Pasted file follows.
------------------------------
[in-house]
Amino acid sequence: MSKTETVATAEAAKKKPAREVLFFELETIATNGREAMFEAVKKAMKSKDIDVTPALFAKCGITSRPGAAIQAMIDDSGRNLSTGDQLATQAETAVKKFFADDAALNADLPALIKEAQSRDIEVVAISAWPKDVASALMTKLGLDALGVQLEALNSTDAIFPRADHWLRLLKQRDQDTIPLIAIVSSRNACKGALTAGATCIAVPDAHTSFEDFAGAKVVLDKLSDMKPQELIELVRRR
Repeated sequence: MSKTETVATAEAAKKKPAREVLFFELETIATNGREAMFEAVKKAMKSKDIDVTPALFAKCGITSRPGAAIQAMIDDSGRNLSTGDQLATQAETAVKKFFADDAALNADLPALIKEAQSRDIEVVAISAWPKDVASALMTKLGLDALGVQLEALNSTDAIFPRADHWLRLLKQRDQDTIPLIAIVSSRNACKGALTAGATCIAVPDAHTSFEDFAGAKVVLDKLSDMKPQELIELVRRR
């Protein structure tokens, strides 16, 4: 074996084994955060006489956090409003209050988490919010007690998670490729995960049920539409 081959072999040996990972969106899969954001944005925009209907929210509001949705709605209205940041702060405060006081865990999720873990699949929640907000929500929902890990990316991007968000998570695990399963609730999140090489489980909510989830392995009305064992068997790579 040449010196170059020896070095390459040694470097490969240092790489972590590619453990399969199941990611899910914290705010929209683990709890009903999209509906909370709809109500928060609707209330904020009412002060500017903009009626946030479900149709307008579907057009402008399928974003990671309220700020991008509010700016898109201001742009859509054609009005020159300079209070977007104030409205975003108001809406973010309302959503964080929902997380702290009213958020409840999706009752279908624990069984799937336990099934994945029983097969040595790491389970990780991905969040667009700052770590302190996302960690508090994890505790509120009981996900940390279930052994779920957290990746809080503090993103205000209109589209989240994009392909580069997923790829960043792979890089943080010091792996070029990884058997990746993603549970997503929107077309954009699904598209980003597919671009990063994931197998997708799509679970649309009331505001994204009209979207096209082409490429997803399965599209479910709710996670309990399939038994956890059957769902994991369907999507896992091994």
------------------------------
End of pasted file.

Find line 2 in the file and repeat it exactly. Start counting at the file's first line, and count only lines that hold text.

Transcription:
Amino acid sequence: MSKTETVATAEAAKKKPAREVLFFELETIATNGREAMFEAVKKAMKSKDIDVTPALFAKCGITSRPGAAIQAMIDDSGRNLSTGDQLATQAETAVKKFFADDAALNADLPALIKEAQSRDIEVVAISAWPKDVASALMTKLGLDALGVQLEALNSTDAIFPRADHWLRLLKQRDQDTIPLIAIVSSRNACKGALTAGATCIAVPDAHTSFEDFAGAKVVLDKLSDMKPQELIELVRRR